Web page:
Colors – this is a violet and emerald world, for the most part, but silver and gold have significant symbolism in Corbenic as well.  The Corbenese consider silver the active, masculine metal, and gold the passive, feminine metal.  The various Corbenese lords have colors that match them—the Bassarides are scarlet, black and silver, of course, for the foxes that they are.  Christophe and Lord Haides both are partial to wine and gold colors.  Janus almost always wears something yellow—beware (false) Kings in Yellow. 

Names Alyssa – Greek, for the alyssum plant; a- “not,” lyssum, “insane.”  The one lucid Oracle.  Related to the name for Alice, and we tip our hats to Lewis Carroll whenever we can.  (Did you catch the hookah-smoking caterpillar in the bazaar?)  Also related to the name Elissa, Arabic for “wanderer,” which our girl certainly is.  Calderon is a Spanish surname, from the Latin, “cauldron.”  We had assigned her the element of fire, since she has a fiery temperament.  It’s also perfect for an alchemist’s love interest, Atymnius to Leo’s Sarpedon.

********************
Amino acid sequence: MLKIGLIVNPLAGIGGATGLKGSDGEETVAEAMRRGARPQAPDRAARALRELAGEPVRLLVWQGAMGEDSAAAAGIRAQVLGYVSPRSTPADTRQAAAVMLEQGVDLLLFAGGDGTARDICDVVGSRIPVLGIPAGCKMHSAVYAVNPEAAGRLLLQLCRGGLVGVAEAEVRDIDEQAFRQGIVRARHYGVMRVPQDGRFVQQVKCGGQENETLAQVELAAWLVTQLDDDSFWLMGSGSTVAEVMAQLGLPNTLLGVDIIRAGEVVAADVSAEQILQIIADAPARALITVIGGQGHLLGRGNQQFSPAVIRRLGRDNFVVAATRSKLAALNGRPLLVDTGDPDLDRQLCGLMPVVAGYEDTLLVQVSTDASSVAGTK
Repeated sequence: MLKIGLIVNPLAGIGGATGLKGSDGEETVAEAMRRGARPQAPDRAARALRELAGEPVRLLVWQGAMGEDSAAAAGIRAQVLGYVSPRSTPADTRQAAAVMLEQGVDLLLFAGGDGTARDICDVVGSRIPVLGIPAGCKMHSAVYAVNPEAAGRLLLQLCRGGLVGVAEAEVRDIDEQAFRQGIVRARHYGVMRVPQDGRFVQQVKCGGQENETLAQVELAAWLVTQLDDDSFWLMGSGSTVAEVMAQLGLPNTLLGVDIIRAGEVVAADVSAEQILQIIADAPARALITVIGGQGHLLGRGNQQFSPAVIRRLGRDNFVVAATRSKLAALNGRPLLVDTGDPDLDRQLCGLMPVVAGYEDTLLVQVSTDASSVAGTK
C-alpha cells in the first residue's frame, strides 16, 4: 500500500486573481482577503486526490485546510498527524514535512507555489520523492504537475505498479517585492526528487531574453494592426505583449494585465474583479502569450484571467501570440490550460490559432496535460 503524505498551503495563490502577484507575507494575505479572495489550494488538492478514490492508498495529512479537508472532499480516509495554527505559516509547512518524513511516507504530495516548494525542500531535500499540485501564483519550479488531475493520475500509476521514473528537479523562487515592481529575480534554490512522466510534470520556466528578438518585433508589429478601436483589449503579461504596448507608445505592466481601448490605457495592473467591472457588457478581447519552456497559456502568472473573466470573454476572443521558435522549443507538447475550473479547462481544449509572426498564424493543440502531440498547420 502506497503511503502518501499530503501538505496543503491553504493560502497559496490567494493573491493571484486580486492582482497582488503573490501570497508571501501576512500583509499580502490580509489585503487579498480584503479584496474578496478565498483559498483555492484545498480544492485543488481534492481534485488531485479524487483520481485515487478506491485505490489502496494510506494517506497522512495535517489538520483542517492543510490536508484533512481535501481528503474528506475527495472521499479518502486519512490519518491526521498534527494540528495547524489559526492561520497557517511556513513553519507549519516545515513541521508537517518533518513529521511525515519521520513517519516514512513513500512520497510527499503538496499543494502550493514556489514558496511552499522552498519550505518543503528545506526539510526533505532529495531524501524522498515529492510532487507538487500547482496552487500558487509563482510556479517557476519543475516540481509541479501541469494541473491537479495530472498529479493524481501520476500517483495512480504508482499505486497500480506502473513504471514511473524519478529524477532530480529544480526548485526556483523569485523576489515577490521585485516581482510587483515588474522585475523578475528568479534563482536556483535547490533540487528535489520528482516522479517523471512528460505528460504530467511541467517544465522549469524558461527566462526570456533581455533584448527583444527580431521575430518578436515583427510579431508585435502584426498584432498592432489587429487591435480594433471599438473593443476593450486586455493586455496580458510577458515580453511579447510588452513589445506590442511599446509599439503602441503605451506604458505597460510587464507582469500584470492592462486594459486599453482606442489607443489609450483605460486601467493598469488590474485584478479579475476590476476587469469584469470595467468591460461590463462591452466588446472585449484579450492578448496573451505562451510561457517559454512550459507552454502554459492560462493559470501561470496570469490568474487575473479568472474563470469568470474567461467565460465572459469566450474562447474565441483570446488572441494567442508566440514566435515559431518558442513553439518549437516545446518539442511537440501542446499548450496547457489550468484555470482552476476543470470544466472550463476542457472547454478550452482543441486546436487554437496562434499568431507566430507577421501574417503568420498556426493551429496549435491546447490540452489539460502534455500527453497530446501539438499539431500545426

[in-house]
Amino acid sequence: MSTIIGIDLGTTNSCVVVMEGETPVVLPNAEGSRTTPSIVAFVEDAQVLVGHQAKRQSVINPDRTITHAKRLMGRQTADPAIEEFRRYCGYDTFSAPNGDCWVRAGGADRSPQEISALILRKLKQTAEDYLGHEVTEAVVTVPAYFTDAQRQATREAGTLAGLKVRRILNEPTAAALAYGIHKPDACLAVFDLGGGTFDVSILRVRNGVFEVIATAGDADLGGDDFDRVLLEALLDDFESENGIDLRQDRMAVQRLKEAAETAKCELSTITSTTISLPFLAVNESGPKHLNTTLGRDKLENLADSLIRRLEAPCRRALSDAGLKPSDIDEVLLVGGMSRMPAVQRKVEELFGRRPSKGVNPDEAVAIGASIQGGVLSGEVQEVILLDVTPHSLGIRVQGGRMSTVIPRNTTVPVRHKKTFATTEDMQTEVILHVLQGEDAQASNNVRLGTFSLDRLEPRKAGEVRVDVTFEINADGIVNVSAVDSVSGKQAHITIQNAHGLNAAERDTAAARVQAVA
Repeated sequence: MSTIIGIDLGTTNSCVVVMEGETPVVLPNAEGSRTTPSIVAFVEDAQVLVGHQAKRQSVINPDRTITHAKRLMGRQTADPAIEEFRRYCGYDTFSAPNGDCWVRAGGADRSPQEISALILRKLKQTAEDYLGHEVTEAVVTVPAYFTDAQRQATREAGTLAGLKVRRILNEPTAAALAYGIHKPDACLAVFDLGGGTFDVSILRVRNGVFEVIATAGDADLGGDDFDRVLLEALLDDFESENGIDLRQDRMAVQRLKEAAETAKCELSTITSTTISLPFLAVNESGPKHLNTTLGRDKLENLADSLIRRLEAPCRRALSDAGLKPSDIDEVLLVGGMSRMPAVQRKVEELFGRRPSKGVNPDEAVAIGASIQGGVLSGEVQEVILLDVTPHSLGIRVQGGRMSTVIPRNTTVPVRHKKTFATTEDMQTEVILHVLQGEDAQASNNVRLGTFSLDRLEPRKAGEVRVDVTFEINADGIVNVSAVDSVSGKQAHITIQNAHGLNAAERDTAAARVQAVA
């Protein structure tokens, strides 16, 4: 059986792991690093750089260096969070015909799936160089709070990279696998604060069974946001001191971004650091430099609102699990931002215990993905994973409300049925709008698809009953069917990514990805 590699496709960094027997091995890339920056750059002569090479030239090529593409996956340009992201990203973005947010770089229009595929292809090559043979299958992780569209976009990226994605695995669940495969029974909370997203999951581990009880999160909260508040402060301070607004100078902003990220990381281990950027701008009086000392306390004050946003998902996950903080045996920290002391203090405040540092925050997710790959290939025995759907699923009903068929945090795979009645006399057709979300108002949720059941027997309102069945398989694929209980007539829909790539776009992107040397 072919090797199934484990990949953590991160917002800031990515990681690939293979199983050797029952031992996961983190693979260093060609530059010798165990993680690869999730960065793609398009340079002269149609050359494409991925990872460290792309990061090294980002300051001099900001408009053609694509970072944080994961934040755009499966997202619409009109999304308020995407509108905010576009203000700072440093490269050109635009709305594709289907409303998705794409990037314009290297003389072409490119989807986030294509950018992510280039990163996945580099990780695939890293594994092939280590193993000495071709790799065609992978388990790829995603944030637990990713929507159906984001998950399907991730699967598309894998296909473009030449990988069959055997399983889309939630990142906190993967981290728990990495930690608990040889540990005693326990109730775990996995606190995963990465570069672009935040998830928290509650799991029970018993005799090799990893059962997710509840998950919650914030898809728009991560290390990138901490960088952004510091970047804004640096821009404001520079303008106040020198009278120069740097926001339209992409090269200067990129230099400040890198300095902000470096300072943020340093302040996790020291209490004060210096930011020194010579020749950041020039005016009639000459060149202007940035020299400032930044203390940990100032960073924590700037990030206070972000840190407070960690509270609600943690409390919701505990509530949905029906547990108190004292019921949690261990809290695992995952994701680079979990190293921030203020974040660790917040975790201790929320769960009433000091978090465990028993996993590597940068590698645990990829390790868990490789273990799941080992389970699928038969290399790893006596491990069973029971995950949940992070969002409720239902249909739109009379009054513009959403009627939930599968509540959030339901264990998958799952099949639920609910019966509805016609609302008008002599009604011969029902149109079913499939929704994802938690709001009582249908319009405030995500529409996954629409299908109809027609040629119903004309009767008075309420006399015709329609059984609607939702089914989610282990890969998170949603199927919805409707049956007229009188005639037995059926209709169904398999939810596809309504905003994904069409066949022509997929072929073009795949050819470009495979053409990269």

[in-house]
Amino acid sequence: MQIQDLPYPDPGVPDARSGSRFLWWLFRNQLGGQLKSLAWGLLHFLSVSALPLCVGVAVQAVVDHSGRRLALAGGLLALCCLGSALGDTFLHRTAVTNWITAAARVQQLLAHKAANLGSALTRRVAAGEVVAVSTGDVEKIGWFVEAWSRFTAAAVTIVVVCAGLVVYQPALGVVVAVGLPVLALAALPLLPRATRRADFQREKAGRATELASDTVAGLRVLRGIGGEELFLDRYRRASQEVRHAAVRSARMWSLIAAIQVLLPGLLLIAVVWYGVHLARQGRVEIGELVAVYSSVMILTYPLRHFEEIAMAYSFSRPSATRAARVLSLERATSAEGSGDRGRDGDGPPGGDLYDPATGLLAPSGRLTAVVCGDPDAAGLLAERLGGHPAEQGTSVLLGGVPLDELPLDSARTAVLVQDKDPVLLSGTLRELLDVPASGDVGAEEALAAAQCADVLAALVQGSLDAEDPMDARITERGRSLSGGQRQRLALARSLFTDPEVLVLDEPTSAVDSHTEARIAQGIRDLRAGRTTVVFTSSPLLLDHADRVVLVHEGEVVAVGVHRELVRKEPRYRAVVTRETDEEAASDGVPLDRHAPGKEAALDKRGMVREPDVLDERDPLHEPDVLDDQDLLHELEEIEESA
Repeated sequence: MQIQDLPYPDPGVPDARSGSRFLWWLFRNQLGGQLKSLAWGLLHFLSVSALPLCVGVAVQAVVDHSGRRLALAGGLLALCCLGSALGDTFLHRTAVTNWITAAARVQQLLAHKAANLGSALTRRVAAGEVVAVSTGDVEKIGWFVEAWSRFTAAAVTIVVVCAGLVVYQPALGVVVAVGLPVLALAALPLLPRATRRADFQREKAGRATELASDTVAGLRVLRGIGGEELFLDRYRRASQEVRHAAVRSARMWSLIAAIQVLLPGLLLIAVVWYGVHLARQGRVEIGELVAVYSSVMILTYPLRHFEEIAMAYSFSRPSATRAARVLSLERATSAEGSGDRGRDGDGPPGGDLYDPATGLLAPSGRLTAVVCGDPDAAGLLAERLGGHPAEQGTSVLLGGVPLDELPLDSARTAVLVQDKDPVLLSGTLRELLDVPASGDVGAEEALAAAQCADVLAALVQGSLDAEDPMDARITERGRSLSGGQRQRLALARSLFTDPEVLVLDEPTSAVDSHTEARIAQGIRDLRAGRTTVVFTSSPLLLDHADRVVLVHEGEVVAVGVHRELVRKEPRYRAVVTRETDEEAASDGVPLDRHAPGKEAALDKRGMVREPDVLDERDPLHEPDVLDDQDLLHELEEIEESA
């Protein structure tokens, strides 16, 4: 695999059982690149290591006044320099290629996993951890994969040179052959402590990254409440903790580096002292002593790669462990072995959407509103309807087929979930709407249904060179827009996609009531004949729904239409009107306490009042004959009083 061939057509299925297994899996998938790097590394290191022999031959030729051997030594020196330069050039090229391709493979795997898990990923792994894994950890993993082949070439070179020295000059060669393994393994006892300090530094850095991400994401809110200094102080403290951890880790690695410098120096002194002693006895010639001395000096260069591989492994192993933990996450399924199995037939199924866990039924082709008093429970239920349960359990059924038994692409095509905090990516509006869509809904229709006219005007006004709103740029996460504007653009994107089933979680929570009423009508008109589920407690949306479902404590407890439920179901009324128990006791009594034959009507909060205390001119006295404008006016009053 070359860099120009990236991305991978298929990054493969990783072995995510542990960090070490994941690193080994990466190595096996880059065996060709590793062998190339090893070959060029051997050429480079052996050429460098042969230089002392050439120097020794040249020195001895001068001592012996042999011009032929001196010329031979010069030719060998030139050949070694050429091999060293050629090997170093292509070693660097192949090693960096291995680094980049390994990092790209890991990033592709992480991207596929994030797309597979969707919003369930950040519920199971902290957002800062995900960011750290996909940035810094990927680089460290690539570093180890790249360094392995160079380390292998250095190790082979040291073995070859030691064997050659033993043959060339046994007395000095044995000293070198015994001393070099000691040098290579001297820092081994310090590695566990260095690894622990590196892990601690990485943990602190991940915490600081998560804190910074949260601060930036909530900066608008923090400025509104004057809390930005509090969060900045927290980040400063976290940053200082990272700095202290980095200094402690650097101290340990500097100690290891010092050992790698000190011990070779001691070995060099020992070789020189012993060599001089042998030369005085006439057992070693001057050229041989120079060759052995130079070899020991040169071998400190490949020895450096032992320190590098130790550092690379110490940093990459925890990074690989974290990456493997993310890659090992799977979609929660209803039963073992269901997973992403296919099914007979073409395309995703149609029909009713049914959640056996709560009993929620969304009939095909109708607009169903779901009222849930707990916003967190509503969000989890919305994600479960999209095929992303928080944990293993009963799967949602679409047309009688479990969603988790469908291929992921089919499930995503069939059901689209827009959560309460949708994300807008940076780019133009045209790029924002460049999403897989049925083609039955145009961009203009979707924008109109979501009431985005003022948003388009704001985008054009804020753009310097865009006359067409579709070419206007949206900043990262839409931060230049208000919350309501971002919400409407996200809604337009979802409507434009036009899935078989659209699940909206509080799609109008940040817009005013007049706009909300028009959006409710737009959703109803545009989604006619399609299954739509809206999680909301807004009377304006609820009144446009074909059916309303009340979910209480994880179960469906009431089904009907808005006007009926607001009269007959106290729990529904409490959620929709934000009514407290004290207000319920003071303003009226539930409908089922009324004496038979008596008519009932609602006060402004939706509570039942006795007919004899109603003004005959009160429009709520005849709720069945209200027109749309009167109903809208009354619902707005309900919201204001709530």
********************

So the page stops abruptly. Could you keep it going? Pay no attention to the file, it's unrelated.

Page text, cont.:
Clayton – in this book, he is known to the people of Corbenic as Lord Hornbeam, a literal translation of his surname, due to the very precise translator devices the Corbenese have.  

We used several occupational surnames.  The Grand Master is Perseus Vitrier-- Vitrier meaning "glazier," which implies that the Grand Master rose from humble beginnings.  This is why there are blown glass pieces in his office, and the reason for the nickname, "gaffer."  Chretien, a musician, has the last name Trouvere, which means "trobador."  Which is what Chretien de Troyes was.  

This, of course, is just a taste of what went in to the making of Book III.  This will be the final trivia post for a while—at least until Book IV is finished, which is at least a year away.  

As always, feel free to comment or leave questions below. 

Wednesday, July 2, 2014

Katy Krump: Author of the Blue Dust Trilogy